Iran


Saudis say they don't want war with Iran but will defend themselves

The Japan Times

DUBAI, UNITED ARAB EMIRATES - Saudi Arabia does not want war but will not hesitate to defend itself against Iran, a top Saudi diplomat said Sunday, after the kingdom's energy sector was targeted this past week amid heightened tensions in the Persian Gulf. On Sunday night, a rocket crashed in the Iraqi capital's heavily fortified Green Zone, landing less than a mile from the U.S. Embassy, further stoking tensions. No casualties were reported in the apparent attack. Adel al-Jubeir, the minister of state for foreign affairs, spoke a week after four oil tankers-- two of them Saudi-- were targeted in an alleged act of sabotage off the coast of the United Arab Emirates and days after Iran-allied Yemeni rebels claimed a drone attack on a Saudi oil pipeline. "The kingdom of Saudi Arabia does not want war in the region and does not strive for that … but at the same time, if the other side chooses war, the kingdom will fight this with all force and determination and it will defend itself, its citizens and its interests," al-Jubeir told reporters.


With Interest: The Week in Business: A Facial Recognition Ban, and Trade War Blues

NYT > Economy

Here's what you need to know in business news. The city's Board of Supervisors voted on Tuesday to prohibit the use of facial recognition technology within city limits. It's a somewhat symbolic move: The police there don't currently use the stuff, and the places where it is in use -- seaports and airports -- are under federal jurisdiction and therefore unaffected by the new regulation. The major television networks tried to sell their fall advertising slots in an annual pageant known as the upfronts. In a week of star-studded presentations, skits and boozy mingling, representatives of major advertisers flocked to New York to see what the networks have in store.


U.S. pulls nonessential staffers from Iraq amid Mideast tensions linked to Iran

The Japan Times

BAGHDAD - The U.S. on Wednesday ordered all nonessential government staff to leave Iraq, and Germany and the Netherlands both suspended their military assistance programs in the country in the latest sign of tensions sweeping the Persian Gulf region over still-unspecified threats that the Trump administration says are linked to Iran. Recent days have seen allegations of sabotage targeting oil tankers off the coast of the United Arab Emirates, a drone attack by Yemen's Iranian-allied Houthi rebels, and the dispatch of U.S. warships and bombers to the region. At the root of this appears to be President Donald Trump's decision a year ago to pull the U.S. from Iran's nuclear deal with world powers, embarking on a maximalist sanctions campaign against Tehran. In response, Iran's supreme leader issued a veiled threat Tuesday, saying it wouldn't be difficult for the Islamic Republic to enrich uranium to weapons-grade levels. The movement of diplomatic personnel is often done in times of conflict, but what is driving the decisions from the White House remains unclear.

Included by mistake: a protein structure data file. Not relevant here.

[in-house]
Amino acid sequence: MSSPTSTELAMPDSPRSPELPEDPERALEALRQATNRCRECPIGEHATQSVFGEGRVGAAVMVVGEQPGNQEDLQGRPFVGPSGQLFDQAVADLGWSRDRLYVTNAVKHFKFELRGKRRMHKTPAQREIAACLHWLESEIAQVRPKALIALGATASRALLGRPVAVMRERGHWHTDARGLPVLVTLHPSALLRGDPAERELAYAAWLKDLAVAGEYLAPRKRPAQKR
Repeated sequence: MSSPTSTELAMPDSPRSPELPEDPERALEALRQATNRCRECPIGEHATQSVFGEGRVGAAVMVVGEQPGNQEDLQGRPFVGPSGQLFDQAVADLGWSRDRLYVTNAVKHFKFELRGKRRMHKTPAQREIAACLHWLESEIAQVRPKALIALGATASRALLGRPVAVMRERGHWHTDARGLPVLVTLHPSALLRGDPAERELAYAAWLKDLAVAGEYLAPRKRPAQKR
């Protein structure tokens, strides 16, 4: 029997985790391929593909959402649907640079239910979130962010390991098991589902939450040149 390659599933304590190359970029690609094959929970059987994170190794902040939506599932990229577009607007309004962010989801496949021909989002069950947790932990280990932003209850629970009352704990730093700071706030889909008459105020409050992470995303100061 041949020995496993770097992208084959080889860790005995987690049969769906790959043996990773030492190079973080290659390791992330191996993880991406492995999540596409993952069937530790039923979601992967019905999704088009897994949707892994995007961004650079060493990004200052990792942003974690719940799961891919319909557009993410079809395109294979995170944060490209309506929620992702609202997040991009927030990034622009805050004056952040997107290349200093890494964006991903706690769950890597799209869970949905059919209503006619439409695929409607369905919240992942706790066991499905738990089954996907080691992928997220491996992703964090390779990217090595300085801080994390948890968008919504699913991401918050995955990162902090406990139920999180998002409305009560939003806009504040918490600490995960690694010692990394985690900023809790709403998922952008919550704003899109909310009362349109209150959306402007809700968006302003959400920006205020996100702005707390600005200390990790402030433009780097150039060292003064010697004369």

Iran's foreign minister says US sanctions 'unacceptable'

FOX News

Iranian Foreign Minister Mohammad Javad Zarif, right, walks to meet Japanese Prime Minister Shinzo Abe at Abe's official residence in Tokyo Thursday, May 16, 2019. Iran's foreign minister has said his country is committed to an international nuclear deal and criticized escalating U.S. sanctions "unacceptable" as he met with Japanese officials in Tokyo amid rising tensions in the Middle East.(AP Saudi Arabia said drones attacked one of its pipeline.; TOKYO – Iran's foreign minister says his country is committed to an international nuclear deal but that the escalating U.S. sanctions are "unacceptable." The remarks come amid rising tensions in the Mideast, with allegations of sabotage targeting oil tankers near the Persian Gulf, a drone attack by Yemen's Iranian-allied rebels and the dispatch of U.S. warships and bombers to the region.


A knowledge-based intelligence system for control of dirt recognition process in the smart washing machines

arXiv.org Artificial Intelligence

In this paper, we propose an intelligence approach based on fuzzy logic to modeling human intelligence in washing clothes. At first, an intelligent feedback loop is designed for perception-based sensing of dirt inspired by human color understanding. Then, when color stains leak out of some colored clothes the human probabilistic decision making is computationally modeled to detect this stain leakage and thus the problem of recognizing dirt from stain can be considered in the washing process. Finally, we discuss the fuzzy control of washing clothes and design and simulate a smart controller based on the fuzzy intelligence feedback loop.